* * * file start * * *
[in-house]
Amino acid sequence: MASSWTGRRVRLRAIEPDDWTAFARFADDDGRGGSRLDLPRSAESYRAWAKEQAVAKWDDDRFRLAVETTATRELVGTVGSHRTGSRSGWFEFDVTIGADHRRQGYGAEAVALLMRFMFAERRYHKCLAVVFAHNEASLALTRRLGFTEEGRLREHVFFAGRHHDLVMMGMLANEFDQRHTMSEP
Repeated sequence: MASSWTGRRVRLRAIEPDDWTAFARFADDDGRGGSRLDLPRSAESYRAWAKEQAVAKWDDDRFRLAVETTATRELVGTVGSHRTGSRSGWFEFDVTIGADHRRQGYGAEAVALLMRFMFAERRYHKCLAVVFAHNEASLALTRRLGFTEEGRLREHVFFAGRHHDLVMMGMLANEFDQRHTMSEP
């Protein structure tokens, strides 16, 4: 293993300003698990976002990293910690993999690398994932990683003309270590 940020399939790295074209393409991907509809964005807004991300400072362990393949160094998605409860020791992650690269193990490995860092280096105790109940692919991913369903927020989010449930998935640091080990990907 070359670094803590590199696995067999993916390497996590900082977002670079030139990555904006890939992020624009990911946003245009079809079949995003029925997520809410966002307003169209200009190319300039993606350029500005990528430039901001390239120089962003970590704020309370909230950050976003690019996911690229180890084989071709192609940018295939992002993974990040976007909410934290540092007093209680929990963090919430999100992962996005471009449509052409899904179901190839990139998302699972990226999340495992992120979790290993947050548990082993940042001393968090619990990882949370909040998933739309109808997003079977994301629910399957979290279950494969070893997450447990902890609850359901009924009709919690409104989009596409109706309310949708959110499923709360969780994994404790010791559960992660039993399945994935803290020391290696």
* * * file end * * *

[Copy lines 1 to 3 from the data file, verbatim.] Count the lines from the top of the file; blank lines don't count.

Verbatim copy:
[in-house]
Amino acid sequence: MASSWTGRRVRLRAIEPDDWTAFARFADDDGRGGSRLDLPRSAESYRAWAKEQAVAKWDDDRFRLAVETTATRELVGTVGSHRTGSRSGWFEFDVTIGADHRRQGYGAEAVALLMRFMFAERRYHKCLAVVFAHNEASLALTRRLGFTEEGRLREHVFFAGRHHDLVMMGMLANEFDQRHTMSEP
Repeated sequence: MASSWTGRRVRLRAIEPDDWTAFARFADDDGRGGSRLDLPRSAESYRAWAKEQAVAKWDDDRFRLAVETTATRELVGTVGSHRTGSRSGWFEFDVTIGADHRRQGYGAEAVALLMRFMFAERRYHKCLAVVFAHNEASLALTRRLGFTEEGRLREHVFFAGRHHDLVMMGMLANEFDQRHTMSEP